The diagnosis of ACS is based on the criteria laid by Courtens et al. in 1997:[4]

Total or partial absence of the corpus callosum on neuroimaging;

Minor craniofacial anomalies (prominent forehead, hypertelorism, short nose with anteverted nostrils, and large anterior fontanelle);

Moderate-to-severe psychomotor retardation (with hypotonia); and


The presence of three of the four criteria is suggestive of ACS.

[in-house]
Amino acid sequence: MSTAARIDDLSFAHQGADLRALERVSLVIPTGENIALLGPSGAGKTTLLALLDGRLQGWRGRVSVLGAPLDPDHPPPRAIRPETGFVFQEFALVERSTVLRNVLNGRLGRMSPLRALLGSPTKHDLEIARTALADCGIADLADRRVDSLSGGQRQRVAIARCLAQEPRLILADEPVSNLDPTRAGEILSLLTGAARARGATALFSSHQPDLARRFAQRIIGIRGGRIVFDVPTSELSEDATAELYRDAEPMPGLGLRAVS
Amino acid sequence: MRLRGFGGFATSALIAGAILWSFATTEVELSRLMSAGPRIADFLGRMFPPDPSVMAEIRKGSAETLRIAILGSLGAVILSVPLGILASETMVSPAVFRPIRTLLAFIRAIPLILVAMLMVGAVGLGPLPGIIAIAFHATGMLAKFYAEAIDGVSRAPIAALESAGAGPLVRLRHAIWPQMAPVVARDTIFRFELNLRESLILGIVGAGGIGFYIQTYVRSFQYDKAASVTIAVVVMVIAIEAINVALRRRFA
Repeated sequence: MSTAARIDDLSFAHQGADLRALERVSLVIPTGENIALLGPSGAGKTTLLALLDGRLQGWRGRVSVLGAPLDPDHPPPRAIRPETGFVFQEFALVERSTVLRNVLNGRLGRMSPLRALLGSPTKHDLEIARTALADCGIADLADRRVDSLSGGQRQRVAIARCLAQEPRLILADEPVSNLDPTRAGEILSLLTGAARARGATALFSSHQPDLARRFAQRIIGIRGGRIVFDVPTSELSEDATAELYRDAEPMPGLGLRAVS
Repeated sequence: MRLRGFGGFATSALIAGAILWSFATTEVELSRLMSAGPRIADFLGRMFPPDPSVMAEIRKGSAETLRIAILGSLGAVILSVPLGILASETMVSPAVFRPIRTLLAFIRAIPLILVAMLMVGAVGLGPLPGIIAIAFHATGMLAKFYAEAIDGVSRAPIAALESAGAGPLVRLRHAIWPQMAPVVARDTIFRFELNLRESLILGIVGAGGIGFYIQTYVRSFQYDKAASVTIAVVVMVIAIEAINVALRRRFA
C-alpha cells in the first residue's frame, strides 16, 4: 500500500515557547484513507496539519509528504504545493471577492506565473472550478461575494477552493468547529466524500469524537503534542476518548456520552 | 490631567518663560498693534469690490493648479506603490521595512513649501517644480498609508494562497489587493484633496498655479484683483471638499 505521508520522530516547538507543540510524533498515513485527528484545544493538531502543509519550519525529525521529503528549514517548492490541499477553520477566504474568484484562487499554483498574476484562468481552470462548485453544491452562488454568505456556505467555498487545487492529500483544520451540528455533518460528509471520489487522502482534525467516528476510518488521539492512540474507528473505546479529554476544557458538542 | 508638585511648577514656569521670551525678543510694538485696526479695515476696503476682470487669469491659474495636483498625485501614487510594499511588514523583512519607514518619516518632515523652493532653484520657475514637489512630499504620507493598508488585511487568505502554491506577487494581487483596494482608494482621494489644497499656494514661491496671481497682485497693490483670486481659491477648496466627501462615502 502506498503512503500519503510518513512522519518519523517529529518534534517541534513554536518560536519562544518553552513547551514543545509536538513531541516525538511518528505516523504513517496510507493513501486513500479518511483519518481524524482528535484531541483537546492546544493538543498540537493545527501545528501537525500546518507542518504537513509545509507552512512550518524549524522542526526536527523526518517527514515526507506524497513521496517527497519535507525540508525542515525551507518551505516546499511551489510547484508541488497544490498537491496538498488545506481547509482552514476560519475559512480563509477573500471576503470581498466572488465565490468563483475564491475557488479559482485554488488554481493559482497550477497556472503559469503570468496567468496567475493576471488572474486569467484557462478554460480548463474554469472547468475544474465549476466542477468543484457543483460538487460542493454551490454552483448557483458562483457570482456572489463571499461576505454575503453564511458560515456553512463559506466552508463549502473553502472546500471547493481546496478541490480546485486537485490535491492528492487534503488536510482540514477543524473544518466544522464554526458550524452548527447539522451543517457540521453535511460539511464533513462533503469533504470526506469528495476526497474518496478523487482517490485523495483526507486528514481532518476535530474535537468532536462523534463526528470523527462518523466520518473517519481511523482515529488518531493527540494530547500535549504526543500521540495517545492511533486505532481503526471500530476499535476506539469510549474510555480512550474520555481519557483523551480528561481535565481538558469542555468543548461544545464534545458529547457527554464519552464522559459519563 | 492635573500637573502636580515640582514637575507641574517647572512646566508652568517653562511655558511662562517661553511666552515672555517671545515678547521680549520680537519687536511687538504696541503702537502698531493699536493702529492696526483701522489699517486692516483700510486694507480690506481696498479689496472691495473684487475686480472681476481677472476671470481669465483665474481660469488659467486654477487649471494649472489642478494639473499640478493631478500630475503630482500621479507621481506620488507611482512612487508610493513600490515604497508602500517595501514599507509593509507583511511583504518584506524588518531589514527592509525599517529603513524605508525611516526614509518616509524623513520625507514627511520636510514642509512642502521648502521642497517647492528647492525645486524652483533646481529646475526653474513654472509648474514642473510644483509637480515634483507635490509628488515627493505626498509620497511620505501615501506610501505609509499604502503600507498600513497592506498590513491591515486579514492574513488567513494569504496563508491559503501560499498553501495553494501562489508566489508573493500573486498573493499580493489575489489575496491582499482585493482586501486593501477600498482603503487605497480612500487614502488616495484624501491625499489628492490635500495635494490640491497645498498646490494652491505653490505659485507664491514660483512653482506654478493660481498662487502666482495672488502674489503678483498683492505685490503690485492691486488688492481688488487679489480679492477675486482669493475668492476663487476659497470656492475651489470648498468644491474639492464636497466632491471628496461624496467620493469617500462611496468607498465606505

A 5-year-old boy presented with a swelling in his right proximal tibia. He had no other complaints such as fever or bone pain. He was born to healthy nonconsanguineous parents after a spontaneous vaginal delivery at 34 weeks gestation with a birth weight of 2.6 kg (50th percentile). He was the second child and had a healthy sister. There were no delivery complications and no teratogen exposure during pregnancy. Polydactyly in both hands and feet and ulnar deviation of the fingers (3 and 4) in the left hand were detected at birth. When he was 1 year old he was operated on for these digital abnormalities. Motor development was delayed; he had gait disorder and delayed speech. There was no history of epilepsy.